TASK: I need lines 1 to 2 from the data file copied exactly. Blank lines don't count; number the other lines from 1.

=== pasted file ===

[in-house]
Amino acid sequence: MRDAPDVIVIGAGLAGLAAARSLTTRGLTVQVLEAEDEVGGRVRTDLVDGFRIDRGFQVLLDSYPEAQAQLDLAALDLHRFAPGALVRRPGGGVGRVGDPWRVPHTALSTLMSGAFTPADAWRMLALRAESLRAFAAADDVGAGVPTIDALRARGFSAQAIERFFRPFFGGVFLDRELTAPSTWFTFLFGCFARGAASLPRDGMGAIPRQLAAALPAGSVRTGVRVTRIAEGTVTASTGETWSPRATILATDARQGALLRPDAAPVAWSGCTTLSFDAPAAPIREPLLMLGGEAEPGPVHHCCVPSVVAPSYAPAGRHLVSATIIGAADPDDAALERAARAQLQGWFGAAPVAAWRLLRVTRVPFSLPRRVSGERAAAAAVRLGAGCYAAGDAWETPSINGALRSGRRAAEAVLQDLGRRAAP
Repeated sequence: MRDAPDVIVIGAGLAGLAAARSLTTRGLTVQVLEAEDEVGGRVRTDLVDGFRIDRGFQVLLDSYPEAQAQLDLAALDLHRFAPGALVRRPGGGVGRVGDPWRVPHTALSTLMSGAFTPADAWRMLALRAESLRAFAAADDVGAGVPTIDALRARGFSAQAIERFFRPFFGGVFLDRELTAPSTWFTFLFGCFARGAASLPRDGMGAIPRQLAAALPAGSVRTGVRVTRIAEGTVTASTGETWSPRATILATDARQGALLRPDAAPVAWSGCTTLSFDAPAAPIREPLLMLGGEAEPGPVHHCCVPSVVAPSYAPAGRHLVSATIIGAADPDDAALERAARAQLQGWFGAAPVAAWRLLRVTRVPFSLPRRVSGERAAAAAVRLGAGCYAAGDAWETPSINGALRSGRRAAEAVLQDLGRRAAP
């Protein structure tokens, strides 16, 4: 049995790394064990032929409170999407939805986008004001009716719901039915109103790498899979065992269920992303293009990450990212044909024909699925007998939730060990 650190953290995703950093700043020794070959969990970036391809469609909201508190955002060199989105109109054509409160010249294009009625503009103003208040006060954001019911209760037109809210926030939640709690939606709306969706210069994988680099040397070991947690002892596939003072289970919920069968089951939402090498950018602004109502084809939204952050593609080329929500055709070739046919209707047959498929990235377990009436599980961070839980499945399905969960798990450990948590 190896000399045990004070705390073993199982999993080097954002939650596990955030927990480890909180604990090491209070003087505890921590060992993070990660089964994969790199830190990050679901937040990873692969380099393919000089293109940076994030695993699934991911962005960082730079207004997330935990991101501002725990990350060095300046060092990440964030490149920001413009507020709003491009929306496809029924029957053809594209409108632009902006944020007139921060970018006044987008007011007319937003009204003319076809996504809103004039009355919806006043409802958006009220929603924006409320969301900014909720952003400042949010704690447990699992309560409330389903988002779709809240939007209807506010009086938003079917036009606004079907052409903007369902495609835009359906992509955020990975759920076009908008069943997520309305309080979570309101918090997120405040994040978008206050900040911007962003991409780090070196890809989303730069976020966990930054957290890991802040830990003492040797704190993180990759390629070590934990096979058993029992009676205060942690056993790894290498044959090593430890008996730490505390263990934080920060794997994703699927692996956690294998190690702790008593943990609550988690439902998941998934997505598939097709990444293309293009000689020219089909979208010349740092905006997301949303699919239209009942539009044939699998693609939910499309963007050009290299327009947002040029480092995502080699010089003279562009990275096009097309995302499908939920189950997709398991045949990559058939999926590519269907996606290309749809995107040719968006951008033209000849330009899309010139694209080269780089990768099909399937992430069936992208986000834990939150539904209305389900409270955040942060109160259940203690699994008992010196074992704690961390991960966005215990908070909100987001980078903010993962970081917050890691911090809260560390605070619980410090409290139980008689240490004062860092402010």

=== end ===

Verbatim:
[in-house]
Amino acid sequence: MRDAPDVIVIGAGLAGLAAARSLTTRGLTVQVLEAEDEVGGRVRTDLVDGFRIDRGFQVLLDSYPEAQAQLDLAALDLHRFAPGALVRRPGGGVGRVGDPWRVPHTALSTLMSGAFTPADAWRMLALRAESLRAFAAADDVGAGVPTIDALRARGFSAQAIERFFRPFFGGVFLDRELTAPSTWFTFLFGCFARGAASLPRDGMGAIPRQLAAALPAGSVRTGVRVTRIAEGTVTASTGETWSPRATILATDARQGALLRPDAAPVAWSGCTTLSFDAPAAPIREPLLMLGGEAEPGPVHHCCVPSVVAPSYAPAGRHLVSATIIGAADPDDAALERAARAQLQGWFGAAPVAAWRLLRVTRVPFSLPRRVSGERAAAAAVRLGAGCYAAGDAWETPSINGALRSGRRAAEAVLQDLGRRAAP